If current aboveground forest carbon stocks in fire-excluded southwestern ponderosa pine forest are higher than prefire exclusion carbon stocks reconstructed from 1876, quantify the carbon costs of thinning treatments to reduce high-severity wildfire risk, and compare posttreatment carbon stocks with reconstructed 1876 carbon stocks are found.

Carbon and water fluxes from ponderosa pine forests disturbed by wildfire and thinning.

  • S. DoreT. Kolb A. Finkral
  • Environmental Science
    Ecological applications : a publication of the Ecological Society of America
  • 2010
The results show that thinned forests of ponderosa pine in the southwestern United States are a desirable alternative to intensively burned forests to maintain carbon stocks and primary production.

Wildfire and drought dynamics destabilize carbon stores of fire-suppressed forests.

Widespread fire suppression and thinning have altered the structure and composition of many forests in the western United States, making them more susceptible to the synergy of large-scale drought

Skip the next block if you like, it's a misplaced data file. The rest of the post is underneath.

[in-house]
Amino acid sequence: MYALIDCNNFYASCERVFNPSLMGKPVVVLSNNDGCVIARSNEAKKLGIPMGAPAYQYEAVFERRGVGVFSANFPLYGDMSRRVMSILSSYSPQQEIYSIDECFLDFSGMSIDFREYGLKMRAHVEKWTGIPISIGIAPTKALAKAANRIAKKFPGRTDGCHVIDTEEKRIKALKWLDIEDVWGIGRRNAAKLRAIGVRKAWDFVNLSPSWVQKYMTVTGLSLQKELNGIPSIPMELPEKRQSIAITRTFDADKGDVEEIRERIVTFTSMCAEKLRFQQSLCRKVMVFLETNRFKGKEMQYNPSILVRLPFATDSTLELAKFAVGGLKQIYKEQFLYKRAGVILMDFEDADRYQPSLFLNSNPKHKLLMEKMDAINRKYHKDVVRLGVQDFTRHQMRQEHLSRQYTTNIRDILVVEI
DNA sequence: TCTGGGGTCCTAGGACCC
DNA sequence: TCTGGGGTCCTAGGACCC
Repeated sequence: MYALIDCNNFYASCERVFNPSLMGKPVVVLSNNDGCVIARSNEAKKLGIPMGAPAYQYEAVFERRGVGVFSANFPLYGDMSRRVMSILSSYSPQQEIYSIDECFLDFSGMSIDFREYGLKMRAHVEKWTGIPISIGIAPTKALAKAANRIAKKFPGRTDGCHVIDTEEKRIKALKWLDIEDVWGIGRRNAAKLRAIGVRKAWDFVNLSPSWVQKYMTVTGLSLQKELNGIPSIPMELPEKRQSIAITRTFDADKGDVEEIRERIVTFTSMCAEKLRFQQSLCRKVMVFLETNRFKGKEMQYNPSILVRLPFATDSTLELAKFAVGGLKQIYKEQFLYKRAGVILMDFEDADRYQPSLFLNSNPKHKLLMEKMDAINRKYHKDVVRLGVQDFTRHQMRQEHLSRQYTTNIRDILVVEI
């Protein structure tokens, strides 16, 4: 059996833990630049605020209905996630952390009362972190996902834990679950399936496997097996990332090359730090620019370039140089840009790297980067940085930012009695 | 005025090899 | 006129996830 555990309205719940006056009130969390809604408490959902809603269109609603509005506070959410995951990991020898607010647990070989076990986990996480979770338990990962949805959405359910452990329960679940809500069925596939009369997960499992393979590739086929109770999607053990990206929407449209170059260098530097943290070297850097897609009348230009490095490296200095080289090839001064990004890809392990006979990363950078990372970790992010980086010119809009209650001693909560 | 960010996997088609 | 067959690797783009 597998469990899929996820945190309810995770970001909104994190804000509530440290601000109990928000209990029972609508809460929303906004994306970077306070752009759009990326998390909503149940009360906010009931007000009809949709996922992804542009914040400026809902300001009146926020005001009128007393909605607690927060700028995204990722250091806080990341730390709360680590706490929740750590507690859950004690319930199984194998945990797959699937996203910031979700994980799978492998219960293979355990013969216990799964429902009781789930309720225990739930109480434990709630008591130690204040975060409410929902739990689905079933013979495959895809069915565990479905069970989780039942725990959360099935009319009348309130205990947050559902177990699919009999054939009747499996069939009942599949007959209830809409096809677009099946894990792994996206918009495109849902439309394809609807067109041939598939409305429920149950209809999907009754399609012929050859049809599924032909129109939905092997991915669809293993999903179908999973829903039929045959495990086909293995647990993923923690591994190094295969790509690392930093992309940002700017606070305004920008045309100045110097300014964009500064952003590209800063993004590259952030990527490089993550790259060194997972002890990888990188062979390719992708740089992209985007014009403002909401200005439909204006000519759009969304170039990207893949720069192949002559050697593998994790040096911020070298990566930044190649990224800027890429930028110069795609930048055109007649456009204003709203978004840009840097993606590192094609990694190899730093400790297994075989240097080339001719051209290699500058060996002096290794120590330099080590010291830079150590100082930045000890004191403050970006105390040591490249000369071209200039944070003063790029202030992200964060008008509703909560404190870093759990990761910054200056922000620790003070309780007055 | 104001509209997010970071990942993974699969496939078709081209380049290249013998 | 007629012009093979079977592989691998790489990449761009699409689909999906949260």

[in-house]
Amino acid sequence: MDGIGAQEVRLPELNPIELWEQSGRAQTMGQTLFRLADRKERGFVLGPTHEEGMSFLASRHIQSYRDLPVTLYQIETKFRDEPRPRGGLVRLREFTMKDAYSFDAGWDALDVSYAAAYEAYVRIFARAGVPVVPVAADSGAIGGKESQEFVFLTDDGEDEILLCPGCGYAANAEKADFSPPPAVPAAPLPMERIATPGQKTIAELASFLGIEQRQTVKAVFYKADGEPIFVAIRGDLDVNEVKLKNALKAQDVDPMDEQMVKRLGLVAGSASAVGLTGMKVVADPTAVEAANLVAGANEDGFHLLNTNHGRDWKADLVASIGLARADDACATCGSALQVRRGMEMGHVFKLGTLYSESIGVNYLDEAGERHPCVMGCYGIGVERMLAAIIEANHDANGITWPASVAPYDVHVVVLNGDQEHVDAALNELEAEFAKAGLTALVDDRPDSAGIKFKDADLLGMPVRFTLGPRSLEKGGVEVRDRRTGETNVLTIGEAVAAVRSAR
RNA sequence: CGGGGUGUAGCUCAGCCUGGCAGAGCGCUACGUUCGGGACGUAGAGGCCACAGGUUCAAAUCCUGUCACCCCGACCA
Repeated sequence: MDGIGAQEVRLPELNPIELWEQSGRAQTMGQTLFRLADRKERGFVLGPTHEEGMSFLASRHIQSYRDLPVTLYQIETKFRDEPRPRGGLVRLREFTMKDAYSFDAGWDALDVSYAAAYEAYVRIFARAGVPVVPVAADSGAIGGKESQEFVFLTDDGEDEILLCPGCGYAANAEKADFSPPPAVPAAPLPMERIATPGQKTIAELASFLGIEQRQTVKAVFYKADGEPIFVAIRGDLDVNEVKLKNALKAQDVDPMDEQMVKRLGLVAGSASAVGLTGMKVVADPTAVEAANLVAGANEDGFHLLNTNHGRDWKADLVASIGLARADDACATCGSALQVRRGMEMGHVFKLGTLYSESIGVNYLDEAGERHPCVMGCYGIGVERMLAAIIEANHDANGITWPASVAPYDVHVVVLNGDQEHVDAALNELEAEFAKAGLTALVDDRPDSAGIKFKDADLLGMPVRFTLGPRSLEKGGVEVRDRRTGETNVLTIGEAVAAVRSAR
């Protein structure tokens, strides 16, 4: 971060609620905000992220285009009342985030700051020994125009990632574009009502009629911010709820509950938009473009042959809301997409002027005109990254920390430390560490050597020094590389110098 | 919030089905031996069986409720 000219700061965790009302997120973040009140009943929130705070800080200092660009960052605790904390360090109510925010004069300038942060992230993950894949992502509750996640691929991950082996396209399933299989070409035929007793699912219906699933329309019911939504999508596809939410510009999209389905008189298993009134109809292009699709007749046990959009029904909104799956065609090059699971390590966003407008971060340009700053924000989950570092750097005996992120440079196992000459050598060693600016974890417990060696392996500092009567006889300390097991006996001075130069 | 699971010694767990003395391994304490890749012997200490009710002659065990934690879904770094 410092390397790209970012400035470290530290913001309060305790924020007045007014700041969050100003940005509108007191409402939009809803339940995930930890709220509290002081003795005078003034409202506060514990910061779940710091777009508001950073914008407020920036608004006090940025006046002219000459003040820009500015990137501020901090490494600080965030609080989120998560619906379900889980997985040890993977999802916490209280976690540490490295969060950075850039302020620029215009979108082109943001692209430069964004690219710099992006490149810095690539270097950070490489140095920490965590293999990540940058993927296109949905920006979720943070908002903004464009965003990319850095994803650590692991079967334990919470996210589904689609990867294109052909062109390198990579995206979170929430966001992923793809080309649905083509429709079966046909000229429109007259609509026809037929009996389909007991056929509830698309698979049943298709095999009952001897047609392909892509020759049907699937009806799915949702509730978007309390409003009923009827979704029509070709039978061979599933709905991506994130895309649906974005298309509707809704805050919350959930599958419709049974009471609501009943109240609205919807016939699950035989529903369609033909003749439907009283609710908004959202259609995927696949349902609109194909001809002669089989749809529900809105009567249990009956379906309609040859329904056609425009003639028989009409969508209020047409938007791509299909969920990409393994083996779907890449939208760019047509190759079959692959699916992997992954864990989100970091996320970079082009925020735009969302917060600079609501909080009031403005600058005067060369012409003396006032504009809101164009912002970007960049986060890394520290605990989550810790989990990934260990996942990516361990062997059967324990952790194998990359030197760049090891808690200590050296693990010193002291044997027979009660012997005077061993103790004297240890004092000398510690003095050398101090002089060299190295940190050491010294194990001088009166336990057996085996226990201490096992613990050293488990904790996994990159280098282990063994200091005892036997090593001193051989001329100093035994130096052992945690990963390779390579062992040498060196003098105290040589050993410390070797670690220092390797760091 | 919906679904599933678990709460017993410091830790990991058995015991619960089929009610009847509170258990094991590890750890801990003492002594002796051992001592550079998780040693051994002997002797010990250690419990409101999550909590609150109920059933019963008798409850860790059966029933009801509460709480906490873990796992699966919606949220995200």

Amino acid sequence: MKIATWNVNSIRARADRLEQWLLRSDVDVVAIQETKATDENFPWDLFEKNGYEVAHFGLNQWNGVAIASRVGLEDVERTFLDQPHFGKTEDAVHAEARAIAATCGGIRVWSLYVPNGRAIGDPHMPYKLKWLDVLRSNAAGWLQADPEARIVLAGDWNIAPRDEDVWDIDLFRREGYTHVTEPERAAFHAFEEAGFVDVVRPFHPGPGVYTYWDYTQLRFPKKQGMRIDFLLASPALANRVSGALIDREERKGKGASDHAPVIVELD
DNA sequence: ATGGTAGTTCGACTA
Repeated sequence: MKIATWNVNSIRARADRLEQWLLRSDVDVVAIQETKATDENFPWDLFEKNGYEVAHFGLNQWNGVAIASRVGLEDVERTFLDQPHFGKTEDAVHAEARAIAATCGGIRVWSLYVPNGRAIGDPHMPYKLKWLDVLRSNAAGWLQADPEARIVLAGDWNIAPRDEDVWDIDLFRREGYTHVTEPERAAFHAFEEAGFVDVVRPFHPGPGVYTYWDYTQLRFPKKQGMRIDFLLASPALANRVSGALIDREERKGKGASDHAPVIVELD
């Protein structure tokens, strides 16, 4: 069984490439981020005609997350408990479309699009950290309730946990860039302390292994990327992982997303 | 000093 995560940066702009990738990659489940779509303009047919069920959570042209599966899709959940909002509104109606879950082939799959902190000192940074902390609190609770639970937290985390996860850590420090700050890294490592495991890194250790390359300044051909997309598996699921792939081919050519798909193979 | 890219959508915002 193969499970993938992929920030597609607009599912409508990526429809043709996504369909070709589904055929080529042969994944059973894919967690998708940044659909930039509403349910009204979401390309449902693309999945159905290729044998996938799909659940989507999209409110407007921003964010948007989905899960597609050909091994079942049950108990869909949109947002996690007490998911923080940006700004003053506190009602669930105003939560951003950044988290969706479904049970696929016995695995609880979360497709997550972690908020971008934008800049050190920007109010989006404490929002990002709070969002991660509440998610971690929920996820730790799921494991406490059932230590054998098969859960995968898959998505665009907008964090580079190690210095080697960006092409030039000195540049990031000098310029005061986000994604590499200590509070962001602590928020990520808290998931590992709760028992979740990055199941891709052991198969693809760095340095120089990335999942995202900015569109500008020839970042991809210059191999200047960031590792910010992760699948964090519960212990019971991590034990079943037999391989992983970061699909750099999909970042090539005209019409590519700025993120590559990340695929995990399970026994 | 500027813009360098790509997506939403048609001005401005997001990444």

Fuel treatment effects on tree‐based forest carbon storage and emissions under modeled wildfire scenarios

Forests are viewed as a potential sink for carbon (C) that might otherwise contribute to climate change. It is unclear, however, how to manage forests with frequent fire regimes to maximize C storage

Short- and Long-Term Effects of Fire on Carbon in US Dry Temperate Forest Systems

Forests sequester carbon from the atmosphere, and in so doing can mitigate the effects of climate change. Fire is a natural disturbance process in many forest systems that releases carbon back to the

Forest fuel reduction alters fire severity and long-term carbon storage in three Pacific Northwest ecosystems.

It is suggested that forest management plans aimed solely at ameliorating increases in atmospheric CO2 should forgo fuel reduction treatments in these ecosystems, with the possible exception of some east Cascades ponderosa pine stands with uncharacteristic levels of understory fuel accumulation.